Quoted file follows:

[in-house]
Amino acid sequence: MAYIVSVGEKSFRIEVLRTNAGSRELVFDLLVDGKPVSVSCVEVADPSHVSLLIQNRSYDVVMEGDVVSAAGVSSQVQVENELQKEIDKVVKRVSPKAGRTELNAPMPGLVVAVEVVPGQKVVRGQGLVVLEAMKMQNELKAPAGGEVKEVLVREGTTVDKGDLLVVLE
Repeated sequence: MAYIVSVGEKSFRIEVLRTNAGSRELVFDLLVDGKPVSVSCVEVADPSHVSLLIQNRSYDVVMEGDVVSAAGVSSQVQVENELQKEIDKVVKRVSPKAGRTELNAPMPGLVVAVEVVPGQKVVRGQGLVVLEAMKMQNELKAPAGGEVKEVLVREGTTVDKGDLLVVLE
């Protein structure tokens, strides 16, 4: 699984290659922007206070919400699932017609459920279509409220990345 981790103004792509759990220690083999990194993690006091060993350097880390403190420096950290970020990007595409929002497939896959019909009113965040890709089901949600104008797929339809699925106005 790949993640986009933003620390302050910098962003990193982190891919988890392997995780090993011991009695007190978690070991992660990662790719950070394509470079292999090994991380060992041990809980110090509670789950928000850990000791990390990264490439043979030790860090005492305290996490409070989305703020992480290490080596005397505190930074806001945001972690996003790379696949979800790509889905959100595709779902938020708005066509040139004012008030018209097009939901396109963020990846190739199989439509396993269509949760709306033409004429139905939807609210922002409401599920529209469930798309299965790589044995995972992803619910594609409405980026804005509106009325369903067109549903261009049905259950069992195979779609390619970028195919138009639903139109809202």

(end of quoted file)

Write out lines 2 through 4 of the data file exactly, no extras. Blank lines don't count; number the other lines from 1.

Amino acid sequence: MAYIVSVGEKSFRIEVLRTNAGSRELVFDLLVDGKPVSVSCVEVADPSHVSLLIQNRSYDVVMEGDVVSAAGVSSQVQVENELQKEIDKVVKRVSPKAGRTELNAPMPGLVVAVEVVPGQKVVRGQGLVVLEAMKMQNELKAPAGGEVKEVLVREGTTVDKGDLLVVLE
Repeated sequence: MAYIVSVGEKSFRIEVLRTNAGSRELVFDLLVDGKPVSVSCVEVADPSHVSLLIQNRSYDVVMEGDVVSAAGVSSQVQVENELQKEIDKVVKRVSPKAGRTELNAPMPGLVVAVEVVPGQKVVRGQGLVVLEAMKMQNELKAPAGGEVKEVLVREGTTVDKGDLLVVLE
């Protein structure tokens, strides 16, 4: 699984290659922007206070919400699932017609459920279509409220990345 981790103004792509759990220690083999990194993690006091060993350097880390403190420096950290970020990007595409929002497939896959019909009113965040890709089901949600104008797929339809699925106005 790949993640986009933003620390302050910098962003990193982190891919988890392997995780090993011991009695007190978690070991992660990662790719950070394509470079292999090994991380060992041990809980110090509670789950928000850990000791990390990264490439043979030790860090005492305290996490409070989305703020992480290490080596005397505190930074806001945001972690996003790379696949979800790509889905959100595709779902938020708005066509040139004012008030018209097009939901396109963020990846190739199989439509396993269509949760709306033409004429139905939807609210922002409401599920529209469930798309299965790589044995995972992803619910594609409405980026804005509106009325369903067109549903261009049905259950069992195979779609390619970028195919138009639903139109809202």